Grant & Fellowship Income

Today TaxMama® hears from Mark in the TaxQuips Forum, who is bewildered. Let me summarize. “Mark received a post-doctoral fellowship that covered his salary to do research. It came with insurance and other employee benefits. The income was reported to him on a 1099-MISC. He paid taxes on the income. Two years later, the IRS is asking him to pay self-employment taxes on that income. Why? And how can he resolve this?” 

Ask TaxMama

 Dear Mark,  

I am so sorry that you’re going through this. And I will give you a couple of suggestions about how to handle this. But first, the commercial…or admonition.  

If you are smart enough to qualify for grants and to do research, you’re also smart enough and responsible enough to read the paperwork that comes with it. I am willing to bet that if you pull out the docs, it spells out your financial responsibilities.

Also, when you get a 1099-MISC with an amount in the Self-Employment box, the IRS computers will be looking for (amazing concept) the Schedule SE in the return, showing that you’re paying the self-employment taxes.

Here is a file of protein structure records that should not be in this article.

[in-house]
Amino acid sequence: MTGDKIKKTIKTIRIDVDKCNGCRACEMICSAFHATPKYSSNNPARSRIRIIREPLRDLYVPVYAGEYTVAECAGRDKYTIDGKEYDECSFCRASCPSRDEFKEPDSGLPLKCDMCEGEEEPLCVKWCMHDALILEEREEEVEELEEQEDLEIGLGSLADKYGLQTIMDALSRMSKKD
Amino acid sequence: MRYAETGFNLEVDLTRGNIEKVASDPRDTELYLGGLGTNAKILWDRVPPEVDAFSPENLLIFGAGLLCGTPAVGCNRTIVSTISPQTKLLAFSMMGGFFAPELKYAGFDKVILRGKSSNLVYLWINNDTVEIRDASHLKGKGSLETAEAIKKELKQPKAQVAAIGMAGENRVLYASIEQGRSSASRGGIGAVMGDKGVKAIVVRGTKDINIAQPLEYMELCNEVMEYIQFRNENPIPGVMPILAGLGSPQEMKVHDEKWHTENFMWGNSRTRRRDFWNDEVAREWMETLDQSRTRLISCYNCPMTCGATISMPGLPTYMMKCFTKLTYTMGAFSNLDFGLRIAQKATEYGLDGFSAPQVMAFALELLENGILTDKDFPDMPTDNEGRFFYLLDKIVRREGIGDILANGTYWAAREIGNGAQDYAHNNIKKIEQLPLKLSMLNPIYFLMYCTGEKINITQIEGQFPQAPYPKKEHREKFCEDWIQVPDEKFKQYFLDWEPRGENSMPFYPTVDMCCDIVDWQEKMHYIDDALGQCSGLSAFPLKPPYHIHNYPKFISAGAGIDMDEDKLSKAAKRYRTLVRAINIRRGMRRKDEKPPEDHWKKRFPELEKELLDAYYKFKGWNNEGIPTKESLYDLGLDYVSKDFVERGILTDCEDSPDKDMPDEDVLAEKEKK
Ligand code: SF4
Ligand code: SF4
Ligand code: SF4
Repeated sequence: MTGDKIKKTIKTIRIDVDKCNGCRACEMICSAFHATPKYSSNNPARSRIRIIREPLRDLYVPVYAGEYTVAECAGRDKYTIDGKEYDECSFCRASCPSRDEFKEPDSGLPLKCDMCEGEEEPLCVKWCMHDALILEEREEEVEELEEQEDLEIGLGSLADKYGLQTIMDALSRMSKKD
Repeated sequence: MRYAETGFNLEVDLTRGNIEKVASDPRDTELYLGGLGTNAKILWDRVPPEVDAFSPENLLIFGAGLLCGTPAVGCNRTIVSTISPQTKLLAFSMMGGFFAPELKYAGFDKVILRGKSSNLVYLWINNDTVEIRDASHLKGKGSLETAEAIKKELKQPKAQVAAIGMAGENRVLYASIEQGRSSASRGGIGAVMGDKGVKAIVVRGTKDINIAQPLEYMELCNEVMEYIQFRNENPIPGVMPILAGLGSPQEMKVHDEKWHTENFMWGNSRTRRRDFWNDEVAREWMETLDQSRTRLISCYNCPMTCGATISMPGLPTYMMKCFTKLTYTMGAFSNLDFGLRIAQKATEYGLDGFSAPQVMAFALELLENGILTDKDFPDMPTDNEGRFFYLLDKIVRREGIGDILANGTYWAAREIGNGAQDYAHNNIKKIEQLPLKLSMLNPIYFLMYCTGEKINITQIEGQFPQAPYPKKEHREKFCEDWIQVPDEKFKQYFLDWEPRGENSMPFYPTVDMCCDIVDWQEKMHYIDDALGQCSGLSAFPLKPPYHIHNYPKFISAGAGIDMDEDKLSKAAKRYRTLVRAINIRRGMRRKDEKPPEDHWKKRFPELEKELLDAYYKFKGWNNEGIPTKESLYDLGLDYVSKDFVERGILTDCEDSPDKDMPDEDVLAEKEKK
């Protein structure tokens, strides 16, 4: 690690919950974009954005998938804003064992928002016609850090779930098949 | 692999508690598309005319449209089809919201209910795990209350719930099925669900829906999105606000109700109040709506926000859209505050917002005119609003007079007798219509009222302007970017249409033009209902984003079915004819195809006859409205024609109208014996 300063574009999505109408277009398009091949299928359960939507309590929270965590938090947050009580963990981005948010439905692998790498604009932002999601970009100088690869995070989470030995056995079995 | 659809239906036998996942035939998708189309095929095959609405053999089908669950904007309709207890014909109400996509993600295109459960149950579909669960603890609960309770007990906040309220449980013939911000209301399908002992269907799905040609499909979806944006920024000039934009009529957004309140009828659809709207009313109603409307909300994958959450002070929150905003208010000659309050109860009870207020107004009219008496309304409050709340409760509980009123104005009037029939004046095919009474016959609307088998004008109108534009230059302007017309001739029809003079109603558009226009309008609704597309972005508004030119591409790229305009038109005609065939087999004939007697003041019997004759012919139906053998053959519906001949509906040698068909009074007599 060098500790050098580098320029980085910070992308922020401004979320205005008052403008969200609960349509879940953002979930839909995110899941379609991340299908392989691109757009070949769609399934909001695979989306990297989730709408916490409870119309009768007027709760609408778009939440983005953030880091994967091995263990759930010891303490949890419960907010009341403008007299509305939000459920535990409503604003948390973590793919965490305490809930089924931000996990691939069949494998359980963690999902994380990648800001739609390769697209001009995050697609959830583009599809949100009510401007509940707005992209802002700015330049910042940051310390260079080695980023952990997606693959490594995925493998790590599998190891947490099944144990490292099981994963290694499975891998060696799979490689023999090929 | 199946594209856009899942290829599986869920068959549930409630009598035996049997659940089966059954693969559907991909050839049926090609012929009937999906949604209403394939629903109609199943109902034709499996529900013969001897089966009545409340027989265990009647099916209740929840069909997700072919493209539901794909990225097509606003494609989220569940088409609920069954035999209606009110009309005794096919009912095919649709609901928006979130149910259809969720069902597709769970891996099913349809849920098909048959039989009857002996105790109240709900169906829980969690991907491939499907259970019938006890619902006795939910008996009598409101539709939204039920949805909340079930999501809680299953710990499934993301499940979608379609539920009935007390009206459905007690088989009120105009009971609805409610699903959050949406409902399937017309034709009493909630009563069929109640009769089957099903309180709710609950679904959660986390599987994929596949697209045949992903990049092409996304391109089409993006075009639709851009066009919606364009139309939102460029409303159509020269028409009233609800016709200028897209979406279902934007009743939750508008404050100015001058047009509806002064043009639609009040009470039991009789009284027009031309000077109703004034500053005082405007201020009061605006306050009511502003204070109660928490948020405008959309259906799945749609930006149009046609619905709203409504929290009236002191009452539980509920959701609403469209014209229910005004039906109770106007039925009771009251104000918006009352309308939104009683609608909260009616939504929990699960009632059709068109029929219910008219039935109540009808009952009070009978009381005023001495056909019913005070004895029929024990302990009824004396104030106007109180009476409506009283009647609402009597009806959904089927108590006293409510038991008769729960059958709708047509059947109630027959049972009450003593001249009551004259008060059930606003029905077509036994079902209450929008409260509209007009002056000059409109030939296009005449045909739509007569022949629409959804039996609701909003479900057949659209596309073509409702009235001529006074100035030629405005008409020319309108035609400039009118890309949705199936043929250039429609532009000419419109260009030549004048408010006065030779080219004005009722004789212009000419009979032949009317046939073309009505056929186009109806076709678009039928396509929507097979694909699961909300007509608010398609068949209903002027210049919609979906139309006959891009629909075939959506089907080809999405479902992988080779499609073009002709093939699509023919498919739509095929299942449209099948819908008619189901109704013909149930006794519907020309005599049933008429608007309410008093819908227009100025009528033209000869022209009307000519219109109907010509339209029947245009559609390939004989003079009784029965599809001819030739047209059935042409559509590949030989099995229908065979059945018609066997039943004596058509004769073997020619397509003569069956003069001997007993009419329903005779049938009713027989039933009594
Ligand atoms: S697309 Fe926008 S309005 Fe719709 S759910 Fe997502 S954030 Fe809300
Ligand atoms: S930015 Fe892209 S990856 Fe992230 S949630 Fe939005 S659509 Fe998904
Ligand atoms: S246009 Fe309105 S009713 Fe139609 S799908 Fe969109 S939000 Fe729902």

Now, how could you have gotten around this – or at least, reduced your taxes? And you can do these things now – and send the appropriate documents to the IRS to reduce the taxes.  

1) You should have reported the income on Schedule C – where, yes, you could have deducted all relevant costs related to the research – supplies, materials, books, possibly even your computer (if the project was for at least three years). Probably not mileage, since you’re working in the same place all the time.  

2) You can use Form 8919 to claim that you were an employee and not responsible for the SE taxes. (READ THE INSTRUCTIONS TO FORM 8919 CAREFULLY.) You will also have to fill in a Form SS-8 to explain WHY you were not an employee. This form has a series of detailed questions it asks about the nature of your work, and the relationship to your employer.  

However, it is quite likely that the IRS will ask for a copy of your grant contract. And if that grant spells out that you are on your own, (2) may not be a viable option. But it doesn’t hurt to try.  

Consider getting an experienced tax pro to help you. Perhaps you can get some of the penalties waived. Though, I think, at this point, the only penalties are for late payment. That will not be waived.

And remember, you can find answers to all kinds of questions about grants, and other tax and business issues, free. Where? Where else? At

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